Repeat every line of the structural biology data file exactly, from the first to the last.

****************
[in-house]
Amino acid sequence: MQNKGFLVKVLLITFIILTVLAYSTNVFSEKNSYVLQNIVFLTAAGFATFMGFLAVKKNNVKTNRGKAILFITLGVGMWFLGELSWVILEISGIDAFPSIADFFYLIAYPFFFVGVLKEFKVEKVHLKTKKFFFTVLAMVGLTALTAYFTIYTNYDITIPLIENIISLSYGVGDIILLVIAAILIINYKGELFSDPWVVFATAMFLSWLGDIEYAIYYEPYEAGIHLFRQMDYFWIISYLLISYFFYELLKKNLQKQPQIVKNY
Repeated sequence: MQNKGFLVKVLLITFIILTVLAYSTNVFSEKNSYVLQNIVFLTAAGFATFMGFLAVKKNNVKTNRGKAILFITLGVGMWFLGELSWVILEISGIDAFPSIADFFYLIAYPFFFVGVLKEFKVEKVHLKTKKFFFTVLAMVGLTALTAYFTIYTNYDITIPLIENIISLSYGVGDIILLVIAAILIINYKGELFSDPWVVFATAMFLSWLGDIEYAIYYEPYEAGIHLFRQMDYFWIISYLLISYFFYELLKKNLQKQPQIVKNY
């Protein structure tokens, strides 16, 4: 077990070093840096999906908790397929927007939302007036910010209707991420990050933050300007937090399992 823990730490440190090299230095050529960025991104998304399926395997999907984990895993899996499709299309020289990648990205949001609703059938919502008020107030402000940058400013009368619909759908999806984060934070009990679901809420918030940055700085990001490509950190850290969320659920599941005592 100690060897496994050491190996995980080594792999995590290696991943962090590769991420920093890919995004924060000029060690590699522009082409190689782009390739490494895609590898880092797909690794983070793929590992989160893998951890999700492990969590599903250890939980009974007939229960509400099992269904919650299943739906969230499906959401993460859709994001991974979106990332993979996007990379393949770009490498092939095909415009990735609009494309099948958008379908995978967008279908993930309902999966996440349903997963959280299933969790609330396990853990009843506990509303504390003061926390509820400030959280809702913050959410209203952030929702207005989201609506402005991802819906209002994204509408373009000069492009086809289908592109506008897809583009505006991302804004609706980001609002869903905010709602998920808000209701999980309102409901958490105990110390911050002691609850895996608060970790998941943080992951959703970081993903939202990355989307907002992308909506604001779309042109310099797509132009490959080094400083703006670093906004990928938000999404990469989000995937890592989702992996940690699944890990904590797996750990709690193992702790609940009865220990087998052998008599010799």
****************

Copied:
[in-house]
Amino acid sequence: MQNKGFLVKVLLITFIILTVLAYSTNVFSEKNSYVLQNIVFLTAAGFATFMGFLAVKKNNVKTNRGKAILFITLGVGMWFLGELSWVILEISGIDAFPSIADFFYLIAYPFFFVGVLKEFKVEKVHLKTKKFFFTVLAMVGLTALTAYFTIYTNYDITIPLIENIISLSYGVGDIILLVIAAILIINYKGELFSDPWVVFATAMFLSWLGDIEYAIYYEPYEAGIHLFRQMDYFWIISYLLISYFFYELLKKNLQKQPQIVKNY
Repeated sequence: MQNKGFLVKVLLITFIILTVLAYSTNVFSEKNSYVLQNIVFLTAAGFATFMGFLAVKKNNVKTNRGKAILFITLGVGMWFLGELSWVILEISGIDAFPSIADFFYLIAYPFFFVGVLKEFKVEKVHLKTKKFFFTVLAMVGLTALTAYFTIYTNYDITIPLIENIISLSYGVGDIILLVIAAILIINYKGELFSDPWVVFATAMFLSWLGDIEYAIYYEPYEAGIHLFRQMDYFWIISYLLISYFFYELLKKNLQKQPQIVKNY
């Protein structure tokens, strides 16, 4: 077990070093840096999906908790397929927007939302007036910010209707991420990050933050300007937090399992 823990730490440190090299230095050529960025991104998304399926395997999907984990895993899996499709299309020289990648990205949001609703059938919502008020107030402000940058400013009368619909759908999806984060934070009990679901809420918030940055700085990001490509950190850290969320659920599941005592 100690060897496994050491190996995980080594792999995590290696991943962090590769991420920093890919995004924060000029060690590699522009082409190689782009390739490494895609590898880092797909690794983070793929590992989160893998951890999700492990969590599903250890939980009974007939229960509400099992269904919650299943739906969230499906959401993460859709994001991974979106990332993979996007990379393949770009490498092939095909415009990735609009494309099948958008379908995978967008279908993930309902999966996440349903997963959280299933969790609330396990853990009843506990509303504390003061926390509820400030959280809702913050959410209203952030929702207005989201609506402005991802819906209002994204509408373009000069492009086809289908592109506008897809583009505006991302804004609706980001609002869903905010709602998920808000209701999980309102409901958490105990110390911050002691609850895996608060970790998941943080992951959703970081993903939202990355989307907002992308909506604001779309042109310099797509132009490959080094400083703006670093906004990928938000999404990469989000995937890592989702992996940690699944890990904590797996750990709690193992702790609940009865220990087998052998008599010799």